Sunday, 7 July 2019

Grid ref posts on the South Oxford Canal, two flypasts and a butterfly

Every so often, on the South Oxford Canal, we came across white posts set in a short length of post-and-rail fence.

These white posts have an Ordnance Survey grid reference stencilled in red on them.

Some of the grid ref posts are obscured to a greater or lesser extent by foliage ...


... and one was covered by a hoodie.

Some of the fences have a two letter and two digit code. This one is OX55.

Here are two more I found, all snapped from the moving boat so not the best quality.


Does anyone know what they are for? I checked with a GPS once or twice and the grid references seem to be accurate.

We moved only three miles today, from Fenny Compton to the north side of Wormleighton Hill. We tied up with a great view over farmland to distant Warwickshire hills and had a barbecue. There was a sound of aeroplanes ... and it looked like it could have been a Battle of Britain Memorial Flight going over.



A few minutes later four more planes flew over in a diamond formation.

I don't know what these were - come to that, I don't know what the first flypast consisted of - so can anyone tell me please?

And a final identification of a flying thing if you could: this butterfly on brambles.

Actually, a look on the internet shows me that this could be a meadow brown.

Saturday, 6 July 2019

Narrowboat wreck hiding in the trees

Today's travelling took us from Cropredy to Fenny Compton. On the way (was it at Clattercote?) I saw this sadly abandoned narrowboat in a small side arm (or winding hole?) being gradually taken over by trees and other plant life.

I hadn't spotted it on the way down the canal three weeks ago as this is the view from that direction:

No, it's not another kingfisher photo.

Speaking of which, well done to Steve of Albert, who identified its location (I think) from the blurry mess in yesterday's blog post. The kingfisher is the fuzzy blue blob in the centre of the image below, cropped from the original.

Back to today, and one set of bottom gates on the Claydon flight is remarkable for being made of iron. There are no wooden liners where the gates meet; despite this they seem to leak no worse than other, wooden, gates.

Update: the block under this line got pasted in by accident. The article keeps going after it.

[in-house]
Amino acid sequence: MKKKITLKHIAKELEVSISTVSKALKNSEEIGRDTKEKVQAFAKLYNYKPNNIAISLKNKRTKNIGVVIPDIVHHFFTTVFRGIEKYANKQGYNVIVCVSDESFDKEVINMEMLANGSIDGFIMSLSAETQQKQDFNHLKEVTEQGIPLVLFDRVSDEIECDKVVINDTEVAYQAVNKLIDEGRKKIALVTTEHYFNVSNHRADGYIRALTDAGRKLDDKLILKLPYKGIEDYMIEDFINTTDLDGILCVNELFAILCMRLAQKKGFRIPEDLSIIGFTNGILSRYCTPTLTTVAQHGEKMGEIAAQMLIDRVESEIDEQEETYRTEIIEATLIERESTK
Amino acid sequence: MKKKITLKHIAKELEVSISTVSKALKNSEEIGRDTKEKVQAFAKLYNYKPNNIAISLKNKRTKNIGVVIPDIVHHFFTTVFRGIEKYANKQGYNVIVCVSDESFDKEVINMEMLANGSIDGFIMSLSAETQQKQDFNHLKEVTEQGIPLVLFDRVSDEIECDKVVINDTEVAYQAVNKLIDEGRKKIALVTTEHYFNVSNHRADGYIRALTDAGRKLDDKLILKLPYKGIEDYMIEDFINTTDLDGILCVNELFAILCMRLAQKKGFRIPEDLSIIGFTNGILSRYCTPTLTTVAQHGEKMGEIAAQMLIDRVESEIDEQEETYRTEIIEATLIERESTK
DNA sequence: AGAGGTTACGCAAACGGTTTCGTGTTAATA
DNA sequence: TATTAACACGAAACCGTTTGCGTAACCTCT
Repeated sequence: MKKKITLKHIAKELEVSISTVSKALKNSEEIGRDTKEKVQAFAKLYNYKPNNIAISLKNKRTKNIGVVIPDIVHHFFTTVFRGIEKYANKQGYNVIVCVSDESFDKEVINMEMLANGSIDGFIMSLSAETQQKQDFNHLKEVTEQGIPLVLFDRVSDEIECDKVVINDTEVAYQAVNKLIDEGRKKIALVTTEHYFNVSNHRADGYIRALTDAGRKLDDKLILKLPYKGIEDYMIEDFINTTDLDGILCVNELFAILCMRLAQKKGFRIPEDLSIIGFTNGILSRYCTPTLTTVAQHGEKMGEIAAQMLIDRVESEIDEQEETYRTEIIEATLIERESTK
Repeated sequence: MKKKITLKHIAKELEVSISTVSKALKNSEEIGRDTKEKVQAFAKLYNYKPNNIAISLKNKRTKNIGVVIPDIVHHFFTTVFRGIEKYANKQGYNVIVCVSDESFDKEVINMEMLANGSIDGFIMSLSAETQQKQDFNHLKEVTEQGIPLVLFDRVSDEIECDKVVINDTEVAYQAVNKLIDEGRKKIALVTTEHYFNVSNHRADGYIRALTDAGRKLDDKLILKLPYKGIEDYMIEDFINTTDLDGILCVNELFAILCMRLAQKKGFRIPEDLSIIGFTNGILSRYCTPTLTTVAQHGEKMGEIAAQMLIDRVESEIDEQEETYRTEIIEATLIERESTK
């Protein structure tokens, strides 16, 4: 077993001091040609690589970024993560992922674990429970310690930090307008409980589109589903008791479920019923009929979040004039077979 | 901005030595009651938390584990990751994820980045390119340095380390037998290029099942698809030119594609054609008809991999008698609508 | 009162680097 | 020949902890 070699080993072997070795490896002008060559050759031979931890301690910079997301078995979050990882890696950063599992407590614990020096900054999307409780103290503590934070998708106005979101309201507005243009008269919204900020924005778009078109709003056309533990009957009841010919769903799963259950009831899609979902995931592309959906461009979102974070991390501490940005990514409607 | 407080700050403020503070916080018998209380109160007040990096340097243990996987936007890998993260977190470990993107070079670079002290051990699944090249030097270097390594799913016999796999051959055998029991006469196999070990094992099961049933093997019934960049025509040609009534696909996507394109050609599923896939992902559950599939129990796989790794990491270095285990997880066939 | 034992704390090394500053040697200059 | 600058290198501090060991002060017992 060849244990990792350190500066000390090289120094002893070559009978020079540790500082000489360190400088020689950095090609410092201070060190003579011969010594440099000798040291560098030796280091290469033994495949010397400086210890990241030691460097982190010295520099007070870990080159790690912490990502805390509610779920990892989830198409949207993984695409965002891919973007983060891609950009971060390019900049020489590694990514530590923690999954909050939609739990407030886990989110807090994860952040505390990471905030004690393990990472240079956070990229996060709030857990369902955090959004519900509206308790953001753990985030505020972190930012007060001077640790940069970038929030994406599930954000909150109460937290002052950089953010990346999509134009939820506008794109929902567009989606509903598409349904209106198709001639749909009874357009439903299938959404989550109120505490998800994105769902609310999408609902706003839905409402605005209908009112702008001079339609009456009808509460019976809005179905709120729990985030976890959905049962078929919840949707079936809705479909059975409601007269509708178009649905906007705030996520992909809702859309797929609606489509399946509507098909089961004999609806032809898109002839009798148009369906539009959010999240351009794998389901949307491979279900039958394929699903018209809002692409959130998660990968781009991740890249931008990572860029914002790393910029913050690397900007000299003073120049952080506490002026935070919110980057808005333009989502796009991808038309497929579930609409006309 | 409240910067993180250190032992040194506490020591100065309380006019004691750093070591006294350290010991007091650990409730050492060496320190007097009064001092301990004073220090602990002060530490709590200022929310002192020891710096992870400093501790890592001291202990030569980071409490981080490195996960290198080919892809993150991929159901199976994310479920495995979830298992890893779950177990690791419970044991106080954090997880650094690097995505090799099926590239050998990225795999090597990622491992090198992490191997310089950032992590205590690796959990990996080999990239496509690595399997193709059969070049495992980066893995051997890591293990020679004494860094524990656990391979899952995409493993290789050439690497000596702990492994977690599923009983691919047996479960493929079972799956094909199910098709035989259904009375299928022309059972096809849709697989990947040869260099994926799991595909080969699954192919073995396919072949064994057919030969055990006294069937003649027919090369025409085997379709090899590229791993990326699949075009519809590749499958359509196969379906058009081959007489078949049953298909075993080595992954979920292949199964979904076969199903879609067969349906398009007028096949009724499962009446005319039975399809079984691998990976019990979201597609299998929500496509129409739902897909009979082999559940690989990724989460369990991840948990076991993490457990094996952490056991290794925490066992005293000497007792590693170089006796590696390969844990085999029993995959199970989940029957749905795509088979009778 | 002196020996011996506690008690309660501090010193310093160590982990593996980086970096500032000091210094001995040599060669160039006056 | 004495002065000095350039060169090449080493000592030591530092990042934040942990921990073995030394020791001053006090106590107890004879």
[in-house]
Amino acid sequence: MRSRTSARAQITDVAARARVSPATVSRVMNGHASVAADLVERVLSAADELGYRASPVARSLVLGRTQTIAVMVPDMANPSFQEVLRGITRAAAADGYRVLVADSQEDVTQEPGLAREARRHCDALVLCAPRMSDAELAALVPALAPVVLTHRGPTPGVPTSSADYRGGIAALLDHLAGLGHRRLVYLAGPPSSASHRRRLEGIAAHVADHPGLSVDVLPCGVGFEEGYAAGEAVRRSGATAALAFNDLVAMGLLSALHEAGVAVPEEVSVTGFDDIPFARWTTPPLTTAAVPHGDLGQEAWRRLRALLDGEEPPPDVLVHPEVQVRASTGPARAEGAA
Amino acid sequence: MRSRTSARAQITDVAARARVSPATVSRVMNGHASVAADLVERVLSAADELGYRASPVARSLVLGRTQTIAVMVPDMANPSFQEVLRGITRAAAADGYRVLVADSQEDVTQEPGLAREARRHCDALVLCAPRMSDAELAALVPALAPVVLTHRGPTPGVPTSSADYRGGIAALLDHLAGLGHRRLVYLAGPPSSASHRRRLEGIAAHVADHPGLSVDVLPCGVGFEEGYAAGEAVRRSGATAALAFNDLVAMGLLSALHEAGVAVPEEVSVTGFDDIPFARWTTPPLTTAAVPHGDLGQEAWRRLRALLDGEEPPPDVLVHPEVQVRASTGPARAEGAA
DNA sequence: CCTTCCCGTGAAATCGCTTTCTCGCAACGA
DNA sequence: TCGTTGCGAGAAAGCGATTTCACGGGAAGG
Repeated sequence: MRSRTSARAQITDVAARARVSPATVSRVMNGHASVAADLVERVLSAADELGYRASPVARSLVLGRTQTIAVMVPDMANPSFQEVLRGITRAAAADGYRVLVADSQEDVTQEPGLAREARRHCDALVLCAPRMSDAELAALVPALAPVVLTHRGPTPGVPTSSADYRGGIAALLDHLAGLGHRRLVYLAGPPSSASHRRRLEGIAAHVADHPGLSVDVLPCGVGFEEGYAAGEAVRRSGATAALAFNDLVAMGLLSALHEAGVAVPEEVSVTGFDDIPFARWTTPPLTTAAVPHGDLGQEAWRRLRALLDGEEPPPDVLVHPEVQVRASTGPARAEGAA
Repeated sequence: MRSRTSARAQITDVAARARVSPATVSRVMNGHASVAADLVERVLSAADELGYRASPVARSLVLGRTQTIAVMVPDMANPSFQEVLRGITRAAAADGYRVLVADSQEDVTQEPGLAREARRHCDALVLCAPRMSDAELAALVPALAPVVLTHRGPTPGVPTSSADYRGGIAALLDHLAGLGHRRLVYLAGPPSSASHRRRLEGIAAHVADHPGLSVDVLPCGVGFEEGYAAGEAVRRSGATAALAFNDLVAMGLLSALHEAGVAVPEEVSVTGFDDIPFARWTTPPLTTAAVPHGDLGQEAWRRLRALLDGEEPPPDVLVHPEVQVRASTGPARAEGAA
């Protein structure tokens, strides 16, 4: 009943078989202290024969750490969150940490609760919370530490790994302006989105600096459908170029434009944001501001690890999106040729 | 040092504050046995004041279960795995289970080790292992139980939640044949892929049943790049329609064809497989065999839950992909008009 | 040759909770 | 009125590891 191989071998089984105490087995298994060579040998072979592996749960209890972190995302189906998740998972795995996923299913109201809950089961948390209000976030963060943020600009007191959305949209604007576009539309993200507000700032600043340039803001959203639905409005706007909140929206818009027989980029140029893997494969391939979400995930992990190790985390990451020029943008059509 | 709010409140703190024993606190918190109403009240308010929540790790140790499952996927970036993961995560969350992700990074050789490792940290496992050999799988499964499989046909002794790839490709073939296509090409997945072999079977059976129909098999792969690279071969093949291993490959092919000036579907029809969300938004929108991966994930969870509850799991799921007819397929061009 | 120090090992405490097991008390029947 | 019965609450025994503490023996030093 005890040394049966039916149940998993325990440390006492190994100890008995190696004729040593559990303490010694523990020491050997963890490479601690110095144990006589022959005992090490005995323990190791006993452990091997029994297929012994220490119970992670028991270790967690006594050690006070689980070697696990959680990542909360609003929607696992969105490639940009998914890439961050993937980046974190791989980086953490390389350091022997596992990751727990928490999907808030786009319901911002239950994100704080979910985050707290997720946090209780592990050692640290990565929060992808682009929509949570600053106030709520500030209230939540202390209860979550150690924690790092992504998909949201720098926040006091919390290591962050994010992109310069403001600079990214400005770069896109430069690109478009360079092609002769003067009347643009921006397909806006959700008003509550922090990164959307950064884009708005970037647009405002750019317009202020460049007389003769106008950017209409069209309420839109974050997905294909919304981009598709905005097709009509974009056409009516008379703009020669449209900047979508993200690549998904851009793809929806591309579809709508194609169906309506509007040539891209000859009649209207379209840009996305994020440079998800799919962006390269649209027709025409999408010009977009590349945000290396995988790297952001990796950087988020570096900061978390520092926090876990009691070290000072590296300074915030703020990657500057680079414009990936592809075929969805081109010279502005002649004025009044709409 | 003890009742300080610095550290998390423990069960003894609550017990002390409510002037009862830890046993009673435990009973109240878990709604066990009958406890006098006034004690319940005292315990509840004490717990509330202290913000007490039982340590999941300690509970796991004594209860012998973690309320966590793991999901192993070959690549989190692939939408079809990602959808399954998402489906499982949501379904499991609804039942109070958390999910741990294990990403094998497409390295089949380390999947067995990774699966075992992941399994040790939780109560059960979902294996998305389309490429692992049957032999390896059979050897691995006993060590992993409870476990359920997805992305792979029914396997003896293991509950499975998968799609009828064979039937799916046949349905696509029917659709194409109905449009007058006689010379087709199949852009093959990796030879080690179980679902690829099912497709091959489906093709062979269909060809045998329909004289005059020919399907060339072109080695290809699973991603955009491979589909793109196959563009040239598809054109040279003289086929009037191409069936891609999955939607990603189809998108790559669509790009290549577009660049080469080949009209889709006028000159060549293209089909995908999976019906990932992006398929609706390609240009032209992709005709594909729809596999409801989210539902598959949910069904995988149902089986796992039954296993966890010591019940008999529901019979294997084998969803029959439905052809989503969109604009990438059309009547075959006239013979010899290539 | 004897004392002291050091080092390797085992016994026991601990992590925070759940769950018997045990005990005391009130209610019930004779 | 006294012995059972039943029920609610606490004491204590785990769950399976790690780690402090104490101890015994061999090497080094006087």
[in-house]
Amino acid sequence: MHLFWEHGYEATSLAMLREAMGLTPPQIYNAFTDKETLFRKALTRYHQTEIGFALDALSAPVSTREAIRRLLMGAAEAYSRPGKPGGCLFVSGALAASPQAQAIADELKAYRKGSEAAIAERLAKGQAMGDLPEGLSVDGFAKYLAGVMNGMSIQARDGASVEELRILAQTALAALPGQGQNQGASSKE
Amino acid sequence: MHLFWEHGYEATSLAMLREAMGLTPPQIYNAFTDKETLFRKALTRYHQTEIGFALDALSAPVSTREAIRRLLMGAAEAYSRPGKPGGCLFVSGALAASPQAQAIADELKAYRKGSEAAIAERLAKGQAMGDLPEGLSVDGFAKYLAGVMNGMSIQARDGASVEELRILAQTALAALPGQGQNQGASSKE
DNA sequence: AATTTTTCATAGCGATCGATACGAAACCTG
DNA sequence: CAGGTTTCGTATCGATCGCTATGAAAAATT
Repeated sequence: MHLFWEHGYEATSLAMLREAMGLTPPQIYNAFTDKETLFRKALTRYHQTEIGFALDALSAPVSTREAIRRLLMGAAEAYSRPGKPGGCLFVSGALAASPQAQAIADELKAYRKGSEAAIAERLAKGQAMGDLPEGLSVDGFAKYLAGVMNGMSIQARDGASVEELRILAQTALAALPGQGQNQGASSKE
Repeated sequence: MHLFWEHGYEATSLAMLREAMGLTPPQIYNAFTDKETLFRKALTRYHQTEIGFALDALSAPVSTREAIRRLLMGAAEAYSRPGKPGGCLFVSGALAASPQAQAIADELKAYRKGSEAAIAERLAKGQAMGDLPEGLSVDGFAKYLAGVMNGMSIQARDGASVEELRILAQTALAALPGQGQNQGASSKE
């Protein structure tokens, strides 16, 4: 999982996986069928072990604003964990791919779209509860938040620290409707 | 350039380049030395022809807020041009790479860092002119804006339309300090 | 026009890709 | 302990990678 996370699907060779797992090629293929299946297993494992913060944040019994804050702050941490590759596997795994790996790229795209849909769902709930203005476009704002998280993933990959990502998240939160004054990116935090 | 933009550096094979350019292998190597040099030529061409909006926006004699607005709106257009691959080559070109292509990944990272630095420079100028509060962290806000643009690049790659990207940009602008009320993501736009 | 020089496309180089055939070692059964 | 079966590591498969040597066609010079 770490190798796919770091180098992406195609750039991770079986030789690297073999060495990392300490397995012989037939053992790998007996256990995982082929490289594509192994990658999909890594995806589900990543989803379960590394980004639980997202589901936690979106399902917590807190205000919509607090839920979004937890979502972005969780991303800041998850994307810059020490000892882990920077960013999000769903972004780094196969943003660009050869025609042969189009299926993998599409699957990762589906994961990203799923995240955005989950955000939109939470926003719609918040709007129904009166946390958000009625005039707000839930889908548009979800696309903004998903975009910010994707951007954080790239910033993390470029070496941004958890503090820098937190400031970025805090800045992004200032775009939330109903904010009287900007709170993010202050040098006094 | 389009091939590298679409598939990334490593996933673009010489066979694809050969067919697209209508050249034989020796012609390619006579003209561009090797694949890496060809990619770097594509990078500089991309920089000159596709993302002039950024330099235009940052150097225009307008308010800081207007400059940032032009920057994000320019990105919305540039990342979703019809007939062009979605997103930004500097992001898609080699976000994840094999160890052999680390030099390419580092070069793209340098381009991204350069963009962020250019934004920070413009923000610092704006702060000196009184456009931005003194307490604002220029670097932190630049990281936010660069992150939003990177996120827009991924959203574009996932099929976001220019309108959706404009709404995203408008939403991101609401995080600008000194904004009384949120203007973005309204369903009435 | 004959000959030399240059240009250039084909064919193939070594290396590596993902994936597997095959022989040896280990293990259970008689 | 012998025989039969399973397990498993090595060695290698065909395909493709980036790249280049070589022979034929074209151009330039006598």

We strolled down to the village of Fenny Compton after tying up and eating lunch. Since we were here last the Co-op has lost a large part of the front of the shop after a JCB (or JCB-type machine) was used to rip out the cash machine. Apparently there was only £40 in it. (Sorry, no photo.)

In the evening we ate at the Wharf Inn: very good. Jan had lamb shank; I had proper steak and ale pie - shortcrust pastry, cut from a larger pie - with a pint of Hobson's Best. The beer was so good I had another half.

Friday, 5 July 2019

Spot the kingfisher

Is this the worst photo of a kingfisher ever taken? I think it's the worst I have taken, anyway. Can you see it? Here's a clue: it's in flight.

A butterfly - a red admiral, I think - landed on the boat the other day. I was hoping to photograph it with its wings outstretched but it didn't play ball.

The lure of all that lovely canal juice proved too much for another group of cattle today. We left Banbury and are now just above Cropredy Lock, in the same spot as on the way down.

Thursday, 4 July 2019

Banbury's footbridge is no more

We've been in Banbury another day. It's a great town for boaters to stop at, being right next to the canal and with some excellent charity shops. Jane went home after lunch; it was good having her on board, even if we did no actual boating.

The footbridge that used to cross the canal between Tom Rolt Bridge and the lift bridge is now a pile of twisted metal.

This is the Castle Quay end ...

... and here is part of what remains of the ramp on the opposite side.

I am told that there will be a replacement footbridge, but at 90 degrees to the canal rather than skew as the former one was.

Appropriately tied up opposite Tooley's Boatyard was NB Cressy.

This evening we joined Peter and Fran of Sonflower and their son Alex for another (for us) good curry at Jool. Just before this I enjoyed an almost-pint (why do I always forget, Sarah?) of Heatwave from the Hydes brewery in The Exchange (Wetherspoon's). It was very tasty, as was the curry.